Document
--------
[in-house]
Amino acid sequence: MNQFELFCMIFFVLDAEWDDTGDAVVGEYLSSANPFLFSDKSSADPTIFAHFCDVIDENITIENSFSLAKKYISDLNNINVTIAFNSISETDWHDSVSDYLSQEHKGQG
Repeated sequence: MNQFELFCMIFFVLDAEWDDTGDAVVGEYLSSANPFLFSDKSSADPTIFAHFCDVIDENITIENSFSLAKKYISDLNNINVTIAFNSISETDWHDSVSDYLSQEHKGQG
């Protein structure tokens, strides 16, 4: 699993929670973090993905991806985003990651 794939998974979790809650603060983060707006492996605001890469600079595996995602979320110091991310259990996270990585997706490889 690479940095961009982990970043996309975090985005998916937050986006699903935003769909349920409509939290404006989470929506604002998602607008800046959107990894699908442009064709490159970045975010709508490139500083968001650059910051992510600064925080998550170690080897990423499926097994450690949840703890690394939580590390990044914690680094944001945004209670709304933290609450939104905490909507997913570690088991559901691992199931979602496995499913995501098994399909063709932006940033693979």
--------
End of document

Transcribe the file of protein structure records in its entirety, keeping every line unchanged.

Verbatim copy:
[in-house]
Amino acid sequence: MNQFELFCMIFFVLDAEWDDTGDAVVGEYLSSANPFLFSDKSSADPTIFAHFCDVIDENITIENSFSLAKKYISDLNNINVTIAFNSISETDWHDSVSDYLSQEHKGQG
Repeated sequence: MNQFELFCMIFFVLDAEWDDTGDAVVGEYLSSANPFLFSDKSSADPTIFAHFCDVIDENITIENSFSLAKKYISDLNNINVTIAFNSISETDWHDSVSDYLSQEHKGQG
């Protein structure tokens, strides 16, 4: 699993929670973090993905991806985003990651 794939998974979790809650603060983060707006492996605001890469600079595996995602979320110091991310259990996270990585997706490889 690479940095961009982990970043996309975090985005998916937050986006699903935003769909349920409509939290404006989470929506604002998602607008800046959107990894699908442009064709490159970045975010709508490139500083968001650059910051992510600064925080998550170690080897990423499926097994450690949840703890690394939580590390990044914690680094944001945004209670709304933290609450939104905490909507997913570690088991559901691992199931979602496995499913995501098994399909063709932006940033693979």